He is also accused of receiving money from Russia in 2015, and he did not fill out the required paperwork and receive consent from Congress, which might violate a clause of the US Constitution. The US Constitution forbids military officers from receiving money from foreign governments, but Flynn could well argue that once he retired from the army, he was no longer a military officer. Added to which, his interview appearing on RT is hardly a covert action. Flynn apparently did report most of these activities to the DIA, so there is no case that he tried to conceal what he was doing. Merely he did not report to all the right places. The essence of all this is, as far as I can see, is that he may or may not have violated laws regarding registration/permission to work, reporting to the required bureaucrats, and he may or may not have done good jobs for those who paid him, but apart from that it is hard to see any problem. Sally Yates, the previous Attorney General, has maintained Flynn would be open to Russian blackmail, but how? Also, like most of the accusers, Yates has several bones to pick with Trump.

President-elect Trump then offered Flynn the job of national security advisor. On the day President Obama announced retaliatory measures in response to Russia’s alleged interference in the US election, Flynn spoke to Russian ambassador Kislyak. The argument was that any secret deal could have violated the Logan act, a rather antique example of a strange law prohibiting a private citizen from discussing anything with a foreign government that might subvert the cause of the US Government, and passed by the 5th Congress. Nobody has ever been prosecuted under it so there is no case law. Flynn argues he never discussed these sanctions. However, somewhere in the mix, Flynn was asked by Mike Pence what happened and Flynn admits he misled Pence. Accordingly he was fired.

Did Flynn offer some deal on sanctions? The evidence that he did seems to be indirect. Immediately after they were announced, Sergei Lavrov announced that Russia would certainly respond. So did some others, but nothing happened. Putin announced there would be no retaliation. The argument is that Flynn had assured Kislyak that the sanctions would not last, and hence had undermined US policy, although how is more questionable, since Russia still received the sanctions that still apply and did nothing back. The US comes out ahead here. A strange way of undermining the government.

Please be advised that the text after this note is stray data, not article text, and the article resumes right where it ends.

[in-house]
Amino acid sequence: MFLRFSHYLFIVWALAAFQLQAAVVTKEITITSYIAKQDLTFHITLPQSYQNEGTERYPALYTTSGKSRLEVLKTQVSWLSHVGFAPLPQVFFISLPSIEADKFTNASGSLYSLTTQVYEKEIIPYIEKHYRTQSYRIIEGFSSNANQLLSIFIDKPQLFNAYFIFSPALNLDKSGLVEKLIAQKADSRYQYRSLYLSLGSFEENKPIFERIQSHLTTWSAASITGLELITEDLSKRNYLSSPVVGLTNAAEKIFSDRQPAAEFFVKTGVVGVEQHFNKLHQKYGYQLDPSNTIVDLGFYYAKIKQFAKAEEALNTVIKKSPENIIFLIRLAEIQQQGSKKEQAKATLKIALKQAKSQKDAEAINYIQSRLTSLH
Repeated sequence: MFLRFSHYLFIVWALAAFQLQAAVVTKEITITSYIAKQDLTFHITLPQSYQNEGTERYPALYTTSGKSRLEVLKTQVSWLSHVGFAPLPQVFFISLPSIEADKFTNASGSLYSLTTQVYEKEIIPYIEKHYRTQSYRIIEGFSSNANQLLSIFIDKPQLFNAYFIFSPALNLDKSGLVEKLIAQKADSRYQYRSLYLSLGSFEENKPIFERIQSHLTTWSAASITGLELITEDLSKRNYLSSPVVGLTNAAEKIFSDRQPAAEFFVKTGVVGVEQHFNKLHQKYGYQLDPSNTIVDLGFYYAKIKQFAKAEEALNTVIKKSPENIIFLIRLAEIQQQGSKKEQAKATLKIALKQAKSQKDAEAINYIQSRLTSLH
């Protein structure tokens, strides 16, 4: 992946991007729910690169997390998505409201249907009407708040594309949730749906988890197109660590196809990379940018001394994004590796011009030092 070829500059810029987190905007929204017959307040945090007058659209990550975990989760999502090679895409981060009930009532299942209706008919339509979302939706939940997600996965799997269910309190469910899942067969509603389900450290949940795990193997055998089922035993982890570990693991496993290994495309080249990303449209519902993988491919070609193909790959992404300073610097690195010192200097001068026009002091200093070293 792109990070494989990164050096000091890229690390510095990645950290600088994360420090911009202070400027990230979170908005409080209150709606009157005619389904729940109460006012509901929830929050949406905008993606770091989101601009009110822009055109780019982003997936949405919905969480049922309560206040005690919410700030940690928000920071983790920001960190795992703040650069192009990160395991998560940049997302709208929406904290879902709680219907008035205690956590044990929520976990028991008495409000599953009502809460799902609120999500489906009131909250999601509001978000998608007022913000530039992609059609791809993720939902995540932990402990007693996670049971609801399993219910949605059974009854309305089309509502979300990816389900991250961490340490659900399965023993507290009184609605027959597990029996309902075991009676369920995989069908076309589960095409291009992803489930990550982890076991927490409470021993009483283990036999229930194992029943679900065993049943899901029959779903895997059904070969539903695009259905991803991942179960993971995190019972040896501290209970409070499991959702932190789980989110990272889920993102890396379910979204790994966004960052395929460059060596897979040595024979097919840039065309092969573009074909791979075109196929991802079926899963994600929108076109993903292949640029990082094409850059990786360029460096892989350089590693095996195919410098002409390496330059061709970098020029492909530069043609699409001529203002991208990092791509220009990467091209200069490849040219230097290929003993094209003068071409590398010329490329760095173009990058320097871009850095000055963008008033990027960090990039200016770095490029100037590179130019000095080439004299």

The next accusation against Flynn is that he has committed a significant crime. Why? Well, he has been asked to give evidence to Congress about Russian involvement in the US election, and he has demanded immunity from prosecution. According to various experts, this “proves” there was serious wrong-doing. I am not so sure. Various people have already accused him of violating various regulations, such as the Logan Act and the requirement to register as representing foreign agents, and when you know there are accusations against you, wouldn’t you ask for immunity? You would be stupid not to. At the very least, by making it a condition to give evidence he can refuse by arguing the Constitutional Amendment against self-incrimination, which, even if he feels he has nothing to hide, at least gets him out of the expense of having to have lawyers present through what could be an extended witch-hunt. If nothing else, you don’t get to be a Lieutenant General by being stupid. You get there by doing things, which is what Flynn apparently did. That was a mistake. According to Congress, he should have sat on his backside for two months, and maybe that says something about Congress.

As an aside, I tried to write a similar tragic figure in my Dreams Defiled, which is on discount over Easter. I don’t think I quite managed someone like Flynn, though, but I would be curious to know what others think.